Following up on Michael Miller’s recommendation I went to check out the Super Relaxed Fantasy Club tonight in Central London. It was hosted by Hachette (their headquarters impressed me greatly – see photos).

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For the first half an hour I felt like a complete outsider, seemingly unable to join in any of the conversations around me and was depressed by the thought of how much of an introvert I must be if I can’t even socialise in a “SUPER RELAXED Fantasy Club”! As the evening progressed however I did manage to talk to a few people who were very nice. One of them as it turned out writes a comic called Red Thorn! (Because who else would Mark Lawrence’s beta-reader talk to if not someone writing Red Thorn!)

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The first guest (“reader”!) of the evening was Francesca Haig, who was absolutely lovely and very witty. She read for us from her upcoming book, The Forever Ship, and to avoid spoilers she renamed the character being buried in the scene using a name of someone she said she wouldn’t mind being buried in the character’s place. She called him “Boris”.

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The second guest was Mike Carey, who I was lucky to have met on a few occasions previously (a great guy & true gentleman!). He also read for us from his most recent title, “The Boy on the Bridge”, and just like Francesca answered questions from the audience. He was there with his wife, Linda, who co-authored several novels with him and with their daughter, Louise.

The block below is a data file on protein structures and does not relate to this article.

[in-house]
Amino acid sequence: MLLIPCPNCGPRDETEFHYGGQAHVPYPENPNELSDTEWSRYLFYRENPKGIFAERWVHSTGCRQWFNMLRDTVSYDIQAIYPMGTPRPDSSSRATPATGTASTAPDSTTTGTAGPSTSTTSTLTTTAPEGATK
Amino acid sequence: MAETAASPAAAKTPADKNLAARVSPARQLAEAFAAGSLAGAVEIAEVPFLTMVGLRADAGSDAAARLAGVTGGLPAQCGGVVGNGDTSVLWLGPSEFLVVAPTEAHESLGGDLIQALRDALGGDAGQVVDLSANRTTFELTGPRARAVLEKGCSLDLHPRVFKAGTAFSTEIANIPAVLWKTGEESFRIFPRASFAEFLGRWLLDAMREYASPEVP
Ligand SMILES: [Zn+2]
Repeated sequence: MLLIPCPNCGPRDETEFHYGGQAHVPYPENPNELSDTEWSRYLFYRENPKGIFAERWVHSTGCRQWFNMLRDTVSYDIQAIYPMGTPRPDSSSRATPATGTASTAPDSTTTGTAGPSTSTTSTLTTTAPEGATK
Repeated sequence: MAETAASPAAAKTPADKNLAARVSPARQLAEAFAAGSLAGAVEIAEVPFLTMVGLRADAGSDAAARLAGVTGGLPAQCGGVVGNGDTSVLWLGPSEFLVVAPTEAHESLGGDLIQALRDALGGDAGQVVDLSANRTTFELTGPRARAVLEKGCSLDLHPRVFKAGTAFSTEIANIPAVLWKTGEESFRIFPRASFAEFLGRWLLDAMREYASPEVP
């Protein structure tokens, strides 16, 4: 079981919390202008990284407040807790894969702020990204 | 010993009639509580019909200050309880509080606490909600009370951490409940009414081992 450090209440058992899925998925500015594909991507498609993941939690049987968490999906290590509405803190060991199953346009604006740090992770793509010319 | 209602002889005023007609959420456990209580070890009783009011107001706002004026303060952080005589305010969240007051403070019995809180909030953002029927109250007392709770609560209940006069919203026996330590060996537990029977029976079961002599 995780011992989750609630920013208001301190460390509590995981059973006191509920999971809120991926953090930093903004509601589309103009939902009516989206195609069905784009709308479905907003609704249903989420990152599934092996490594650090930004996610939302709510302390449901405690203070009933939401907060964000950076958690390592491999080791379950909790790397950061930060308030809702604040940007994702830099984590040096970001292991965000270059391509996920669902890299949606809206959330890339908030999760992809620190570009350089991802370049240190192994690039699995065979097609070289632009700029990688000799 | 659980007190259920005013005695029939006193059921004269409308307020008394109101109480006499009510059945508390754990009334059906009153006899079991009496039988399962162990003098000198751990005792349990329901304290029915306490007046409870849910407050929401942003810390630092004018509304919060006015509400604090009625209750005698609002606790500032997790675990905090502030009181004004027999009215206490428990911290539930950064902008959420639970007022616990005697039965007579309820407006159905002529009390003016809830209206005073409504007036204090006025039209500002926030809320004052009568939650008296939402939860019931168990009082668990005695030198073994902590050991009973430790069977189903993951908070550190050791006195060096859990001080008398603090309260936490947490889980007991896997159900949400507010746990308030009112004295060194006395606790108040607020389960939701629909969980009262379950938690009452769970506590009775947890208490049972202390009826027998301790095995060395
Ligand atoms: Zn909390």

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Unfortunately I had to dash off early and couldn’t stay for the pub session afterwards, but I think I’ll come along next month again. There’s a possibility that it will be held on the roof terrace and since it’s only five minutes walk from work I feel like I really should give it another try.

 

I blogged about meeting Robin Hobb, Peter Newman, Sebastien de Castell, John Gwynne, and many others at recent events over on That Thorn Guy: